Everett man asks city to stop fast, loud cars on 25 mph roads

Louis Barbano is tired of putting up with the excessive noise and speed of vehicles on a residential street in south Everett.

The 38-year-old Boeing engineer has used home security cameras to track drivers on Dakota Way for nearly two years. Videos show late night burnouts and drivers swerving and zooming down the road.

Even through the cluttered audio, the throaty engine roar and spit are clear.

“At night, it will wake you up,” said Burbano, whose 2-year-old daughter has been awakened by passing motorcycles. “So everyone is awake.”


Loud cars have caught the attention of lawmakers around the world in recent years.

In Victoria, Australia, the city legally requires some owners to get their vehicles tested for noise emissions before they can hit the road. According to Drive.com, a violation costs $908.70 and ignoring a summons carries a $1,090 fine that can climb to more than $5,000 when it goes to court.

Some US states, including Florida, New York and Virginia, have recently passed new laws targeting loud cars.

Seattle enacted an ordinance against mufflers in 2018.

Instead of a collective murmur of “it’s too loud,” there’s science behind the decisions.

The World Health Organization and the European Joint Research Center published a 2011 study linking traffic noise to disease. Vehicle noise is considered a physical stressor, as is second-hand smoke.

Everett has a code that establishes maximum vehicle noise levels. Limits depend on speed and vehicle weight over 10,000 pounds. Having a higher hood than other vehicles.

Everett had more than 2,000 noise complaints last year, according to open statistics published by the city. But the source of those complaints – home, vehicle or other – is not identified in the online data portal.

Since 2015, 22 noise ordinance cases have been opened by the Everett Police Department. Of these, location type was not specified for 16 cases and all but three were closed.

Traffic violations for noise based on RCW 46.37.390 are difficult to enforce because an officer must witness it, Everett police spokesman Kerby Duncan said in an email.

“Riding noise complaints are one of the quality-of-life issues we work to address as a department,” Duncan wrote. “We’ve informed our public (we had social media over the summer with clarifications on muffler laws), force patrols from our Motors Unit, proactive patrols, and of course, responding to 911 complaints…the law doesn’t allow us to write citations based on witness statements or video.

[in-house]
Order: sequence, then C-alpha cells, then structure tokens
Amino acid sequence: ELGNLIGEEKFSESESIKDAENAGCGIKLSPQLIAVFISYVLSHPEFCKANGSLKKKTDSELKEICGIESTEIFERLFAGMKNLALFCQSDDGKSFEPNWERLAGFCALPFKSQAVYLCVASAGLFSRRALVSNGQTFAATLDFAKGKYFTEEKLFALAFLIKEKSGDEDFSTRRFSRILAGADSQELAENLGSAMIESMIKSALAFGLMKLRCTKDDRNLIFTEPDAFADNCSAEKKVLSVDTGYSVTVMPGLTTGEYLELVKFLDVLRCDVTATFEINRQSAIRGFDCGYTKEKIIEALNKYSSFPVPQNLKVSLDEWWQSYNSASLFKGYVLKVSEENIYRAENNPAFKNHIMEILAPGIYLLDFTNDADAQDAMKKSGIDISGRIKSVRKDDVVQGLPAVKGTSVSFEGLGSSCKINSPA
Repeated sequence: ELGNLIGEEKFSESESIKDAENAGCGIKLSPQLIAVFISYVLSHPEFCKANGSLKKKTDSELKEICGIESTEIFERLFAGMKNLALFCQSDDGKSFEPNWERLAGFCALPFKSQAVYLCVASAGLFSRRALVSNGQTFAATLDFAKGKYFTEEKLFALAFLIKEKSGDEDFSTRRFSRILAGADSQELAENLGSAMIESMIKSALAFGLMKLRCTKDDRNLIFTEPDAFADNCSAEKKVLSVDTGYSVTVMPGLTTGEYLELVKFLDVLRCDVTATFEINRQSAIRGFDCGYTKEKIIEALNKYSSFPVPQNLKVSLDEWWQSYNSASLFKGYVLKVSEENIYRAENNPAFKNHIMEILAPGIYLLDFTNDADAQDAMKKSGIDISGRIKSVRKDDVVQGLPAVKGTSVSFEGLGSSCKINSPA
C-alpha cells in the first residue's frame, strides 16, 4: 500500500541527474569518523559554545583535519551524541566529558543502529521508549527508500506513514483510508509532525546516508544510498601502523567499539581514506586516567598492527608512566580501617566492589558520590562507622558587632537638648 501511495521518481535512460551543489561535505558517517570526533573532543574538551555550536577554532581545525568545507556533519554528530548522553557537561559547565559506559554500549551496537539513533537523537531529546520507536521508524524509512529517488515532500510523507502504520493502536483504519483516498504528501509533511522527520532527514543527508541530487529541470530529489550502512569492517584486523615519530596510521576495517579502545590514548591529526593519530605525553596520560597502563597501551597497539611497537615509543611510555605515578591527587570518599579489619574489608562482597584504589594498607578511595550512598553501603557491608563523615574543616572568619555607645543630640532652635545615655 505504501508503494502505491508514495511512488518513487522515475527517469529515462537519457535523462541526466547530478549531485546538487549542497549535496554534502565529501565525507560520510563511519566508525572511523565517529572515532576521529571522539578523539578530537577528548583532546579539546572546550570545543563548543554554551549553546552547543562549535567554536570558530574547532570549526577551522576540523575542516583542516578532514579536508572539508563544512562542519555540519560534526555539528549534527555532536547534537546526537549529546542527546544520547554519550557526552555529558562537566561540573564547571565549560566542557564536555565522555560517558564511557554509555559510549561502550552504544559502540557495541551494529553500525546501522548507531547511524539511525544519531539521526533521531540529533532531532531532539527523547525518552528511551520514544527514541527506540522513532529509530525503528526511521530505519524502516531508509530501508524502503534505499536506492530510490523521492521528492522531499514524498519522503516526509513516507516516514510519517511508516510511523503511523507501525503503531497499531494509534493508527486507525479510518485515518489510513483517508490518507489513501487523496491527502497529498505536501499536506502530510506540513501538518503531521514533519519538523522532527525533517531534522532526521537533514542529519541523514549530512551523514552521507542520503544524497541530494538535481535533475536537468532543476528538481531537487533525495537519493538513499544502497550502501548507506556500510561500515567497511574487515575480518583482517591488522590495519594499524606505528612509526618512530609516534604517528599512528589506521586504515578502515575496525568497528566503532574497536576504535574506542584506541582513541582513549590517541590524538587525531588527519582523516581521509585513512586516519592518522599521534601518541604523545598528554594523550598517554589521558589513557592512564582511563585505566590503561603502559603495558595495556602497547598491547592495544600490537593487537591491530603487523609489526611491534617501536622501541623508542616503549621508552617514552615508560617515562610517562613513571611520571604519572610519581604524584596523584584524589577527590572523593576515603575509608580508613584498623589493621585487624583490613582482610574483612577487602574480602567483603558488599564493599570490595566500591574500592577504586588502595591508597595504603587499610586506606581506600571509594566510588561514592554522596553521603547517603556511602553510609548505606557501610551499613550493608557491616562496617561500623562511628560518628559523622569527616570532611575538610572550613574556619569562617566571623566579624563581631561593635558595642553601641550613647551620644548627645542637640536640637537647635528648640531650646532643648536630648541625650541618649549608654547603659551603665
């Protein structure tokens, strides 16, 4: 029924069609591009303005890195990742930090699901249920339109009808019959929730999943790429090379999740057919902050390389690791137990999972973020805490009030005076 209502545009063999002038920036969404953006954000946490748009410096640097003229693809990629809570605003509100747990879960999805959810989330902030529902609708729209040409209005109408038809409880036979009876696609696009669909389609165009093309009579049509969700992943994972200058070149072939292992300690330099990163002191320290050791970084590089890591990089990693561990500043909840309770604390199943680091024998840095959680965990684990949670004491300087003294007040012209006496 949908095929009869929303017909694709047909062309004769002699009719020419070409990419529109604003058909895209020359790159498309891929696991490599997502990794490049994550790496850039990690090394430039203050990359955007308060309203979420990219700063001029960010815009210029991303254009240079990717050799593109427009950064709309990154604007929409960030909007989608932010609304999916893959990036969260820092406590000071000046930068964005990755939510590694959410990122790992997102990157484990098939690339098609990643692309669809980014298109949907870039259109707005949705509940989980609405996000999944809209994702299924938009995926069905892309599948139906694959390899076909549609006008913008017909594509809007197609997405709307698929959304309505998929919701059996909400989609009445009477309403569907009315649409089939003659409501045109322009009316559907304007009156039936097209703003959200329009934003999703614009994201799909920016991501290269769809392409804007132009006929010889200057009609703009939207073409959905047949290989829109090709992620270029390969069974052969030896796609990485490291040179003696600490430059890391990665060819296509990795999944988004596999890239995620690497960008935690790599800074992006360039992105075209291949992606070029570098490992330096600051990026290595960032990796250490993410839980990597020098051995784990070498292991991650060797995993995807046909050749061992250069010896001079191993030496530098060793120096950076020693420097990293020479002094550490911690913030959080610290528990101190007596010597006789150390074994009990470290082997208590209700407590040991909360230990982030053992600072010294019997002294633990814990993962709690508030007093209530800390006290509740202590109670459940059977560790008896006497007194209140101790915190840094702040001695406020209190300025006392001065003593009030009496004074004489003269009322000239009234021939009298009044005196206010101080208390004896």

The Everett Police Department’s traffic unit consists of two detectives, two motorcycle units and six patrol officers. Motorcycle units typically conduct patrols, and patrol officers respond to collision and DUI reports, as well as traffic complaints, Duncan said.

Staffing shortages have affected the traffic unit, as an officer from the motorcycle unit was temporarily reassigned to background checks on department candidates.

Department leaders aim to add four to eight more officers to the motorcycle unit, which will focus on vehicle noise and other “quality of life” issues, Duncan said.

Worrying about speed, Burbano has had enough that he has built a raised planter between his house and the street.

His hopes for Dakota Way differ from tech-driven approaches like Miami Beach’s noise detection cameras or Everett’s proposed red light cameras.

Instead he wants the city to install speed bumps or chicanes, preventing extensions that divert lanes from straight lines. Both options could slow down travel, he said.

“Those engineering solutions will take care of most cars,” Burbano said.

Speed ​​bumps have fallen out of favor among engineers, often citing data that show increased speeds between raised concrete humps. In other locations, speed humps have proven effective, particularly in reducing injuries to child pedestrians.

Tyler Rourke, an active transportation advocate who heads the city’s Transportation Advisory Committee of appointed volunteers, agrees with Burbano’s position. He has urged city leaders to change Everett’s public right-of-way in favor of greater bicycle and pedestrian access.

The National Highway Traffic Safety Administration estimates that more than 42,000 people died in traffic accidents last year.

“We just shrug our shoulders,” Rourke said. “We don’t look at our system, the design of our roads or the design of cars.”

Roadwork is expensive, so replacing a road as short as Dakota Way can cost millions of dollars. But Burbano thinks the city could add some infrastructure to make it safer, such as chicanes that double as stormwater runoff basins.

“I hope they do something about it,” Burbano said.

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